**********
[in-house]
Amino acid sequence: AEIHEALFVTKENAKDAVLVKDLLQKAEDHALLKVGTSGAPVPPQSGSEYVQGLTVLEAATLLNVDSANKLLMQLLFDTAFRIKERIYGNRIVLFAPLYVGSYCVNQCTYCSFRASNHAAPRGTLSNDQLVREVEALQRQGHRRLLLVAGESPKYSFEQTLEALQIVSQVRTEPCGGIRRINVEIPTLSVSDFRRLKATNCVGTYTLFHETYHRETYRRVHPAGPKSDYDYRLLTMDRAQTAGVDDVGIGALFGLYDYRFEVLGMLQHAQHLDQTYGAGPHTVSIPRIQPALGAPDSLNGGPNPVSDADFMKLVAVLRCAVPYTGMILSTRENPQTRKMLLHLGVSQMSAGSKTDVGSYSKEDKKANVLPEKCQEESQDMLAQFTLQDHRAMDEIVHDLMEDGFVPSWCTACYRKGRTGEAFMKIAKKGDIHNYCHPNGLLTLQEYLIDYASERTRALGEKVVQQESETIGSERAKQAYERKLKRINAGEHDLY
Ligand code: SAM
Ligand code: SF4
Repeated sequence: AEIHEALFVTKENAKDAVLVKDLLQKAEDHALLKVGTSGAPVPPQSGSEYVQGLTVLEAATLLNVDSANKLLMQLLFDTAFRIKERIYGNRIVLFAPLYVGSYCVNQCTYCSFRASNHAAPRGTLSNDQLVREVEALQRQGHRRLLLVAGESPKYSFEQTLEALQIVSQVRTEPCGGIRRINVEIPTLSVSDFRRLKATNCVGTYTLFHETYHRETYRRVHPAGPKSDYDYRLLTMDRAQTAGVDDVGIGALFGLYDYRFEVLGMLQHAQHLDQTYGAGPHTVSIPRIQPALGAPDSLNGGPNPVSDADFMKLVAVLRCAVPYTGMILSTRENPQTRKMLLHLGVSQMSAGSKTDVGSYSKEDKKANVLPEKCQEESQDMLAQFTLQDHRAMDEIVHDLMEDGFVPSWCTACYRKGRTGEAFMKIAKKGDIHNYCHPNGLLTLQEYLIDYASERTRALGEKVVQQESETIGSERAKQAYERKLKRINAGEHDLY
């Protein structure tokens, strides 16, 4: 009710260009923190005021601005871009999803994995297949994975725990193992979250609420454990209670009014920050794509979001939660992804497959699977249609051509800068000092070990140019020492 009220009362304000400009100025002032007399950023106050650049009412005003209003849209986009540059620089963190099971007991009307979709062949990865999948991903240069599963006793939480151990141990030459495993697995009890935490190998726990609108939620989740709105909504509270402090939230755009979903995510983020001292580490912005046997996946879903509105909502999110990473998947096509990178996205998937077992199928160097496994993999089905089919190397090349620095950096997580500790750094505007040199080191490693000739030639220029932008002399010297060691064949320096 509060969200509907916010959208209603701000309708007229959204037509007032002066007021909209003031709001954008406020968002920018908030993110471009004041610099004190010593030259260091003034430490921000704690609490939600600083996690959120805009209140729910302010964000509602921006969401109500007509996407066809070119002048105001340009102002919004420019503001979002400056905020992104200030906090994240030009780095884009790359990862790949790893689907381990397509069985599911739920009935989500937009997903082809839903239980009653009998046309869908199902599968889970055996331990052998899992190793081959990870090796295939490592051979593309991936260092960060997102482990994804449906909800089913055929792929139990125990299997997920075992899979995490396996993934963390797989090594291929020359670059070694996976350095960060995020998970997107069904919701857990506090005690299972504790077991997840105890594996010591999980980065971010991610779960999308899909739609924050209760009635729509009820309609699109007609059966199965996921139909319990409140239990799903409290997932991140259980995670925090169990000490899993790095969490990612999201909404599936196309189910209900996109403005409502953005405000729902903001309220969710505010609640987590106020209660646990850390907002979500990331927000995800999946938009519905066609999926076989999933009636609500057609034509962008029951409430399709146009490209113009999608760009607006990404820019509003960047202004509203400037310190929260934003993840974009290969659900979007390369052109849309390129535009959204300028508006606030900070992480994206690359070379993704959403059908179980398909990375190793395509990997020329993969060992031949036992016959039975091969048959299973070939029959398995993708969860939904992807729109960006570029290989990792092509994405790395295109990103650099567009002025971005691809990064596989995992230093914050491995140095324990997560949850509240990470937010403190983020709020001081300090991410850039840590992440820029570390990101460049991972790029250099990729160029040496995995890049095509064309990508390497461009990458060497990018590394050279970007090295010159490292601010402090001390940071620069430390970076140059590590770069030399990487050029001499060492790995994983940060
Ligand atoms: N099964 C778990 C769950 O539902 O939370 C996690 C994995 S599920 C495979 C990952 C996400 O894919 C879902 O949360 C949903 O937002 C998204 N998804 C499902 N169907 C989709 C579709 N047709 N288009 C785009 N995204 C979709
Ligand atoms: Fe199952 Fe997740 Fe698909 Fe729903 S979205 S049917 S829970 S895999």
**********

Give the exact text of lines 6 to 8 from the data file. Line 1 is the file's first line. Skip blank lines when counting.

């Protein structure tokens, strides 16, 4: 009710260009923190005021601005871009999803994995297949994975725990193992979250609420454990209670009014920050794509979001939660992804497959699977249609051509800068000092070990140019020492 009220009362304000400009100025002032007399950023106050650049009412005003209003849209986009540059620089963190099971007991009307979709062949990865999948991903240069599963006793939480151990141990030459495993697995009890935490190998726990609108939620989740709105909504509270402090939230755009979903995510983020001292580490912005046997996946879903509105909502999110990473998947096509990178996205998937077992199928160097496994993999089905089919190397090349620095950096997580500790750094505007040199080191490693000739030639220029932008002399010297060691064949320096 509060969200509907916010959208209603701000309708007229959204037509007032002066007021909209003031709001954008406020968002920018908030993110471009004041610099004190010593030259260091003034430490921000704690609490939600600083996690959120805009209140729910302010964000509602921006969401109500007509996407066809070119002048105001340009102002919004420019503001979002400056905020992104200030906090994240030009780095884009790359990862790949790893689907381990397509069985599911739920009935989500937009997903082809839903239980009653009998046309869908199902599968889970055996331990052998899992190793081959990870090796295939490592051979593309991936260092960060997102482990994804449906909800089913055929792929139990125990299997997920075992899979995490396996993934963390797989090594291929020359670059070694996976350095960060995020998970997107069904919701857990506090005690299972504790077991997840105890594996010591999980980065971010991610779960999308899909739609924050209760009635729509009820309609699109007609059966199965996921139909319990409140239990799903409290997932991140259980995670925090169990000490899993790095969490990612999201909404599936196309189910209900996109403005409502953005405000729902903001309220969710505010609640987590106020209660646990850390907002979500990331927000995800999946938009519905066609999926076989999933009636609500057609034509962008029951409430399709146009490209113009999608760009607006990404820019509003960047202004509203400037310190929260934003993840974009290969659900979007390369052109849309390129535009959204300028508006606030900070992480994206690359070379993704959403059908179980398909990375190793395509990997020329993969060992031949036992016959039975091969048959299973070939029959398995993708969860939904992807729109960006570029290989990792092509994405790395295109990103650099567009002025971005691809990064596989995992230093914050491995140095324990997560949850509240990470937010403190983020709020001081300090991410850039840590992440820029570390990101460049991972790029250099990729160029040496995995890049095509064309990508390497461009990458060497990018590394050279970007090295010159490292601010402090001390940071620069430390970076140059590590770069030399990487050029001499060492790995994983940060
Ligand atoms: N099964 C778990 C769950 O539902 O939370 C996690 C994995 S599920 C495979 C990952 C996400 O894919 C879902 O949360 C949903 O937002 C998204 N998804 C499902 N169907 C989709 C579709 N047709 N288009 C785009 N995204 C979709
Ligand atoms: Fe199952 Fe997740 Fe698909 Fe729903 S979205 S049917 S829970 S895999």